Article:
Will dignity rule at Michael Jackson farewell?

A solemn, reverential farewell to Michael Jackson that says more with less – or an unseemly four-ring circus, four being the operative number, that foists the surviving members of the Jackson 5 onto a global television audience for all the wrong reasons.

At tomorrow morning's memorial service to the King of Pop, there will be music, and rightfully so. An Oscars-like guest list of celebrities, including Stevie Wonder, Diana Ross and Elizabeth Taylor, is also assured, together with some 8,750 fans selected from 1.6 million entrants in an online lottery.

But Jackson's grief-stricken mom Katherine, 79, is determined the occasion will not become an opportunistic spectacle, said sources close to promoter AEG.

An immensely tall order, given the worst instincts of those in the Jackson entourage who see it all as one enormous marketing opportunity.

Katherine Jackson was named temporary administrator of her son's affairs last week before Jackson's will became known.

The will puts his estate, which in an attachment is valued at more than $500 million (U.S.), into a family trust that benefits his three children, his mother and charities.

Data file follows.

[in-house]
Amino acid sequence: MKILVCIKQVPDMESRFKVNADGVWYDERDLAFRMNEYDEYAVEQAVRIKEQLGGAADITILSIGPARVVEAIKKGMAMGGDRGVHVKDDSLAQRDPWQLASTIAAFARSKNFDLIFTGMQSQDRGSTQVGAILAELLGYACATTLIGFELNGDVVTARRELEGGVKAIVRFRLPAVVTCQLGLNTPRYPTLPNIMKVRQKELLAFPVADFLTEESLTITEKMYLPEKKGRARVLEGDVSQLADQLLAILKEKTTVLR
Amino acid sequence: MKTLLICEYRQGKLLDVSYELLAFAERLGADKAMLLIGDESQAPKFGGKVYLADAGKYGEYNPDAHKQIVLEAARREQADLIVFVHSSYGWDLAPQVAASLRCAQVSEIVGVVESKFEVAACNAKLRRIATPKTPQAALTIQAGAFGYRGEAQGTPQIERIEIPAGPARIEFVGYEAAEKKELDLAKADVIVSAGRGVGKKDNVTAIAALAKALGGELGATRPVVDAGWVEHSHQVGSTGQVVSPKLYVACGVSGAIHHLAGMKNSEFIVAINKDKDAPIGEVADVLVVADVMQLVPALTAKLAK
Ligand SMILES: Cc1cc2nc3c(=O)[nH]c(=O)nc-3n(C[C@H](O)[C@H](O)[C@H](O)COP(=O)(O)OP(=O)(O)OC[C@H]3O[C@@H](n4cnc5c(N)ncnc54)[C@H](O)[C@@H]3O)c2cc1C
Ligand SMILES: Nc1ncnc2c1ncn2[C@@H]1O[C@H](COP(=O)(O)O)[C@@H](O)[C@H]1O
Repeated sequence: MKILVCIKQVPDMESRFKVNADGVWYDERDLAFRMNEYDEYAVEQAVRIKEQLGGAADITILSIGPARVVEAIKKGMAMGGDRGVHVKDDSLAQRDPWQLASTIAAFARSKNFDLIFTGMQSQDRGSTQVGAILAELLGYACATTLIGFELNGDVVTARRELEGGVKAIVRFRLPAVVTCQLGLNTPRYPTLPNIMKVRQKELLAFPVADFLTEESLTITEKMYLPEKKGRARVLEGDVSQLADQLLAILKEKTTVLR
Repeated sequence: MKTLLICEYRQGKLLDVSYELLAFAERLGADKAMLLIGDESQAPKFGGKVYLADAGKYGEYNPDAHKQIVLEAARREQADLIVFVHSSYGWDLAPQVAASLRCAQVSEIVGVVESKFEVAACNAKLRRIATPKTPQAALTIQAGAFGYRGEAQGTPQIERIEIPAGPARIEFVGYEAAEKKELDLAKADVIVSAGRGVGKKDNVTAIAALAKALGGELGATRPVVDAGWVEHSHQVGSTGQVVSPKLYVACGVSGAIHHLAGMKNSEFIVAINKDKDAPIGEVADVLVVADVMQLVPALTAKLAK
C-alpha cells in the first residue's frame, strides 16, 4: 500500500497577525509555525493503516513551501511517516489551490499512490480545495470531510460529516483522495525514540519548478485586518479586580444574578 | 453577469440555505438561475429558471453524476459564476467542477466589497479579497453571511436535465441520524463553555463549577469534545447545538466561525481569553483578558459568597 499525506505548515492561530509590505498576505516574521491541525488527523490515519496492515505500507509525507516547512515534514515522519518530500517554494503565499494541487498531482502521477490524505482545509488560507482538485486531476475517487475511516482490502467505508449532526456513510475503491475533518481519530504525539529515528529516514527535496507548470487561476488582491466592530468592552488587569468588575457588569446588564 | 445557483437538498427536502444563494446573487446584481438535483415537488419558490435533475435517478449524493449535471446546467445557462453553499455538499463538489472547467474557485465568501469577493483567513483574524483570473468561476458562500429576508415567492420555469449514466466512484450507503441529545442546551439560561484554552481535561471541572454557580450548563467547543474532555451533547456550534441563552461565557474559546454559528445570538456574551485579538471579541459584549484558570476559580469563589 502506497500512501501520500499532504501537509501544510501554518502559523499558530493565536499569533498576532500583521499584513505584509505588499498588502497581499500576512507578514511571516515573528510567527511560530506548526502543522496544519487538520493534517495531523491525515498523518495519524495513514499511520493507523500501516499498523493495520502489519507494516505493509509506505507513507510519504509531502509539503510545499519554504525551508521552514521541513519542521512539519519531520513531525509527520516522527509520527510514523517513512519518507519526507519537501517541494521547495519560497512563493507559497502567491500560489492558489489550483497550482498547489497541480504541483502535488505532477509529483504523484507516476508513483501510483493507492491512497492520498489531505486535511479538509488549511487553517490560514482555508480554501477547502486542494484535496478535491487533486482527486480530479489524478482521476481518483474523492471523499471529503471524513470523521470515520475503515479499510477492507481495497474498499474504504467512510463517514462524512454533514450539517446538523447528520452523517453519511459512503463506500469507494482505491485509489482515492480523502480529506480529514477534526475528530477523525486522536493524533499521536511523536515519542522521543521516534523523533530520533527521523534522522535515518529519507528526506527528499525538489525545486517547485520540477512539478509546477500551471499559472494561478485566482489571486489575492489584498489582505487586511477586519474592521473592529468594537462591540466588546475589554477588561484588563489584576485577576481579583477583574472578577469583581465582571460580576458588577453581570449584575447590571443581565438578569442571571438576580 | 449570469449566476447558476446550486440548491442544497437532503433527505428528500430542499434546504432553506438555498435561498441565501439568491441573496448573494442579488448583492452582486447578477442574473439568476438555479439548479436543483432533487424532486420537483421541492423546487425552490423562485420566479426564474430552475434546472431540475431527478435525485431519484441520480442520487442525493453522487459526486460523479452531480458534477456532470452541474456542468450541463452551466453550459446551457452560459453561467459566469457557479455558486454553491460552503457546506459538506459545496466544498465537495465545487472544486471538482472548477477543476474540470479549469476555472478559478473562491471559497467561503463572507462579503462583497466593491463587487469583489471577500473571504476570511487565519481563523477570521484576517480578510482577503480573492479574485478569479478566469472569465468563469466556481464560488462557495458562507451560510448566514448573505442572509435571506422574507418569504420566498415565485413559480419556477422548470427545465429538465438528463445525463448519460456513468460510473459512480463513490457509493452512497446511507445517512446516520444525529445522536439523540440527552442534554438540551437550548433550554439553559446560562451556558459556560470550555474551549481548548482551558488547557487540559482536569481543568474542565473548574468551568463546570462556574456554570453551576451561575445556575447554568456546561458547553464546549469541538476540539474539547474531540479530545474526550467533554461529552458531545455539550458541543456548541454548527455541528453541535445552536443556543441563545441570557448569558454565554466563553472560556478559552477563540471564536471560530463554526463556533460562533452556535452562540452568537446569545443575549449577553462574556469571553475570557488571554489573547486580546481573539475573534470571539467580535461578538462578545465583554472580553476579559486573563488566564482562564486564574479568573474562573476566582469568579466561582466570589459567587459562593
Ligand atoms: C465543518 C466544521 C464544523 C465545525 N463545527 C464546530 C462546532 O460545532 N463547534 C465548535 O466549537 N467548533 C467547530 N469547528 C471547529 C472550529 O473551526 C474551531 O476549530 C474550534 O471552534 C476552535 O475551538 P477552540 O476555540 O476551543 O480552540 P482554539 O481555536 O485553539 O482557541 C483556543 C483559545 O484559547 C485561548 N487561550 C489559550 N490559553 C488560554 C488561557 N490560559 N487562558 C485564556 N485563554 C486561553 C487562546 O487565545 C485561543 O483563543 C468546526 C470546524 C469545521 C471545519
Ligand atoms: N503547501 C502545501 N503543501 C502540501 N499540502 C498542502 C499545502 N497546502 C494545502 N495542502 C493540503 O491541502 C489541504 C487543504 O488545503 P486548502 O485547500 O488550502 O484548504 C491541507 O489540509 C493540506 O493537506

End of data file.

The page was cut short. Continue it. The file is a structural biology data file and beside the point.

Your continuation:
Katherine Jackson has also been named temporary guardian of Prince Michael Jackson Jr., 12, Paris Michael Katherine Jackson, 11, and Prince Michael Joseph Jackson II, 7.

In other developments yesterday, Los Angeles police officials renewed a warning for ticketless Jackson fans to stay away from the Staples Center, saying as many as 1,400 officers will enforce a no-go zone around the arena.

Some Jackson fans are disappointed in what they regard a heavy-handed police approach to the ceremony.

"People around the world are mourning Michael Jackson's death with music and dance, not violence," Shirley Erhart said in an email to the Star. "The big monitors at Staples should be turned on to allow fans to watch peacefully without getting arrested."

Yesterday evening, fans around the world started posting Twitter messages about receiving tickets.

"OMG OMG OMG OMG i got tickets to the Michael Jackson memorial service!!!" tweeted Deka Daye from San Francisco. Other messages came from Scotland and Iran.

Ambreen Ladha, a 23-year-old social worker in Toronto, said she was among the lucky few who won. However, like many others, she immediately put the tickets up for sale on Craigslist – for $250 each.

"It's kind of short notice," she told the Star's Iain Marlow. "I wonder if other people who got them are actually going to go. I guess people are just trying to get some money out of this."To participate in the lottery, fans registered online in the random drawing of 8,750 names. Each person selected receives two tickets. The odds of getting a ticket were about 1 in 183.
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